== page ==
SAN FRANCISCO (KGO) -- In a time where it appears our country is divided, Veterans Day provides an opportunity to come together, united, to celebrate and thank those who served our country.
In San Jose, the city marked the holiday with the annual Veterans Day Parade.
So residents gathered together to cheer, wave and thank them for their service.
Gratitude that means so much for Korean War vet Corporal Calvin Wong, who is thankful to celebrate Veterans Day for many reasons.
"I didn't expect to come back alive because I was right on the front line," Wong said. "Infantrymen didn't last very long over there."
"So Veterans Day is really special for you?" ABC7 News Reporter Dustin Dorsey asked.
"Yes," Wong said.
The San Jose Veterans Day parade is celebrating its 104th anniversary.
A tradition born just before some of the World War II heroes in attendance Friday.
The holiday gives them a chance to look back on what they fought for, some remembering arriving at Omaha Beach.
"I was only 20 years old when I got off on the beach," World War II Veteran Ysidor Sanchez said. "I could use other words, but it was scary. It's beautiful that they don't forget the sacrifice."
"Brings back memories," World War II Veteran Marvin Bertelson said. "We liberated concentration camps at Landsberg, Germany. That was quite a site for a 19-year-old kid. I thought it was quite an honor."
During a week dominated by talk of "Red Waves" and "Blue Waves," we were focused today on the waving of the red, white and blue and thankful for the freedom it symbolizes, because of these heroes.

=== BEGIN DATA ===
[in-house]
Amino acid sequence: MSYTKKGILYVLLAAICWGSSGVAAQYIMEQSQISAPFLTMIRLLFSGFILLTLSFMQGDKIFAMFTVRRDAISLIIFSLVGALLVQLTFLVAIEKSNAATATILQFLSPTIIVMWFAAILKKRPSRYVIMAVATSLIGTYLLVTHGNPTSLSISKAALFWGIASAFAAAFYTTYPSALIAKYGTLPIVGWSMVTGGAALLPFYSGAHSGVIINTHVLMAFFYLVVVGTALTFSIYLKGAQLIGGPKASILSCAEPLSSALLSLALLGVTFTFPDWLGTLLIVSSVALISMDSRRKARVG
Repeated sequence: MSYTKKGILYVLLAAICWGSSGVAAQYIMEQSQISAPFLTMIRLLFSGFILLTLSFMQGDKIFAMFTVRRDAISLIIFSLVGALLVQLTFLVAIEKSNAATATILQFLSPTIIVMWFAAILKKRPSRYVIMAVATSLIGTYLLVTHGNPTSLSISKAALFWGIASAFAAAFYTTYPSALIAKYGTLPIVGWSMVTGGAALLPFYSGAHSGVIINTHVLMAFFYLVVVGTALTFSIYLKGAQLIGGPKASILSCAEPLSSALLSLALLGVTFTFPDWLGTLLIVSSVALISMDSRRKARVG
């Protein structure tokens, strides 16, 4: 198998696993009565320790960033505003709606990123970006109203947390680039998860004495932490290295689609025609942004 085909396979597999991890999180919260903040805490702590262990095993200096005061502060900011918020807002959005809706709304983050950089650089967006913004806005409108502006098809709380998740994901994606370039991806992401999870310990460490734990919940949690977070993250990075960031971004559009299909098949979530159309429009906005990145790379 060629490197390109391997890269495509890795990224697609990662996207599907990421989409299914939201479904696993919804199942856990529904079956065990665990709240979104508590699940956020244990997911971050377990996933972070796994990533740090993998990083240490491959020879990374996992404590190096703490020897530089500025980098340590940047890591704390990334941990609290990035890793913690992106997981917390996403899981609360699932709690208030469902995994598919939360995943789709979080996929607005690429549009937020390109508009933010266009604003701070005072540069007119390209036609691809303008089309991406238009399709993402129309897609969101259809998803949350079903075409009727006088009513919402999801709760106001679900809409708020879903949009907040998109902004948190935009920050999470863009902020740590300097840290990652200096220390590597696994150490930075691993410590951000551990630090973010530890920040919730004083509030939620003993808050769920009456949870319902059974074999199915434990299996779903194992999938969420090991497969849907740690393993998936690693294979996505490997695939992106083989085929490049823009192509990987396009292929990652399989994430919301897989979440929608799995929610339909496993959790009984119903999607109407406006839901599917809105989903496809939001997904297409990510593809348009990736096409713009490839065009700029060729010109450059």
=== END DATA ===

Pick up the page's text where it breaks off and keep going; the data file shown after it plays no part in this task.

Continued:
"These people can vote because of what we did," Vietnam War Veteran Steven Gruba said. "We have a free country and I can do what I want to do, like come out here and celebrate Veterans Day."
Thank you to all the men and women who served and happy Veterans Day.
Veterans Day as only Petaluma can do it, hosting one of the largest parades in Northern California and lots of flags waving.
"This parade means a lot to the community honoring those individuals who gave their lives for our freedom," said parade organizer Joe Noriel.
"It means a whole lot, I have veterans who lost their lives in Vietnam and elsewhere, by saluting them and celebrating them makes us feel good, they sacrificed their lives for us," said Joe Allen, Sr.
99-year-old Joe Graverman was there, he served in World War II.
"In those days, everybody jumped on board, to see what they could do to save this country, we were really attacked," said Graverman.
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Paul Lewis served as grand marshal, he says the honor was unexpected. This year's theme is "you are not forgotten," honoring Korean War vets, like Paul.
"It was the forgotten war. In my time it's not going to be forgotten, we're fading out just like McArthur said, old soldiers never die, they just fade away," said Lewis.
Veteran Bonnie Templeton was there supporting her dad, Gerald a Vietnam vet.
"Especially watching my dad in tears, watching all the vets come by it means a lot," said Templeton.
"I went 40 years and I never heard a word, I'm proud to hear it now," said Gerald Brink.
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